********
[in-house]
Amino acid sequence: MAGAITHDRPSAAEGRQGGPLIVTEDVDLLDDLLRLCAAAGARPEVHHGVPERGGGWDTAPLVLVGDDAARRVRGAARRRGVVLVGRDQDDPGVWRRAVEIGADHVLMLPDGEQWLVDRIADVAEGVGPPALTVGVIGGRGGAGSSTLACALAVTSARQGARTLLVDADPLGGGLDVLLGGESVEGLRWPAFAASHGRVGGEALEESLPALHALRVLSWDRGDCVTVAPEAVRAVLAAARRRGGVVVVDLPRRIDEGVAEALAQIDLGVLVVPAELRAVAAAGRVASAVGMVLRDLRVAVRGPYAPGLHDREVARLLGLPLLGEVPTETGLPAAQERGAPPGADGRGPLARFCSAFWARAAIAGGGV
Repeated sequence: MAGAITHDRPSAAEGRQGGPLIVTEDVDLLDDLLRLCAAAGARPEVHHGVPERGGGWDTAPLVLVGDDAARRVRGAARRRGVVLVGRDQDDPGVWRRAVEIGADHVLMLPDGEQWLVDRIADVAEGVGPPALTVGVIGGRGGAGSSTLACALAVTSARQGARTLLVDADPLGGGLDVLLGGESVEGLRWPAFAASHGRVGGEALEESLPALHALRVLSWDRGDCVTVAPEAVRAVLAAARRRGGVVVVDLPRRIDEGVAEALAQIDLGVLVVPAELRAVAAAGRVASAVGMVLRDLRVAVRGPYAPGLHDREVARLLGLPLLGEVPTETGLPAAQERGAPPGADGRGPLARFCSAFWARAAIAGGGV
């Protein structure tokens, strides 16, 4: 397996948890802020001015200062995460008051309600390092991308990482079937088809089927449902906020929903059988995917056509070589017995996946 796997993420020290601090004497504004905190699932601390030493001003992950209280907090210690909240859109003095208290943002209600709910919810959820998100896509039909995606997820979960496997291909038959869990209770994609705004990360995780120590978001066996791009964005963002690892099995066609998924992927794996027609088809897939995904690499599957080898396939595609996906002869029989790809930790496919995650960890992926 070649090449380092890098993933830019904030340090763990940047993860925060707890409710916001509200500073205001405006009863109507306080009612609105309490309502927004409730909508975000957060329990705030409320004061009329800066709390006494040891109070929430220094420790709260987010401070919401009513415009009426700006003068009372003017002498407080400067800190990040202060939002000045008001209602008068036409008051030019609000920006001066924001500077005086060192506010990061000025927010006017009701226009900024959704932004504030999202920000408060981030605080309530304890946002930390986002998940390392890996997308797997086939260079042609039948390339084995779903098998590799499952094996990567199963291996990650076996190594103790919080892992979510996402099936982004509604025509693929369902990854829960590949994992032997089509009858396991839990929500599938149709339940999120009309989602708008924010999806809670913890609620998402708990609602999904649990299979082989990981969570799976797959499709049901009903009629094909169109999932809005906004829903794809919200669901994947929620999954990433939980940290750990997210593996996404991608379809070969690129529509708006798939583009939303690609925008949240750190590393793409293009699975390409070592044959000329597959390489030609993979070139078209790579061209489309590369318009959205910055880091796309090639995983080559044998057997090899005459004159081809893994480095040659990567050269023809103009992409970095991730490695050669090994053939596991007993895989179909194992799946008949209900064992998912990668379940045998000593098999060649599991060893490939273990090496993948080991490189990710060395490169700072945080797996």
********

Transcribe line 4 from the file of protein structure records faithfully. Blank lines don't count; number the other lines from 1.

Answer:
């Protein structure tokens, strides 16, 4: 397996948890802020001015200062995460008051309600390092991308990482079937088809089927449902906020929903059988995917056509070589017995996946 796997993420020290601090004497504004905190699932601390030493001003992950209280907090210690909240859109003095208290943002209600709910919810959820998100896509039909995606997820979960496997291909038959869990209770994609705004990360995780120590978001066996791009964005963002690892099995066609998924992927794996027609088809897939995904690499599957080898396939595609996906002869029989790809930790496919995650960890992926 070649090449380092890098993933830019904030340090763990940047993860925060707890409710916001509200500073205001405006009863109507306080009612609105309490309502927004409730909508975000957060329990705030409320004061009329800066709390006494040891109070929430220094420790709260987010401070919401009513415009009426700006003068009372003017002498407080400067800190990040202060939002000045008001209602008068036409008051030019609000920006001066924001500077005086060192506010990061000025927010006017009701226009900024959704932004504030999202920000408060981030605080309530304890946002930390986002998940390392890996997308797997086939260079042609039948390339084995779903098998590799499952094996990567199963291996990650076996190594103790919080892992979510996402099936982004509604025509693929369902990854829960590949994992032997089509009858396991839990929500599938149709339940999120009309989602708008924010999806809670913890609620998402708990609602999904649990299979082989990981969570799976797959499709049901009903009629094909169109999932809005906004829903794809919200669901994947929620999954990433939980940290750990997210593996996404991608379809070969690129529509708006798939583009939303690609925008949240750190590393793409293009699975390409070592044959000329597959390489030609993979070139078209790579061209489309590369318009959205910055880091796309090639995983080559044998057997090899005459004159081809893994480095040659990567050269023809103009992409970095991730490695050669090994053939596991007993895989179909194992799946008949209900064992998912990668379940045998000593098999060649599991060893490939273990090496993948080991490189990710060395490169700072945080797996």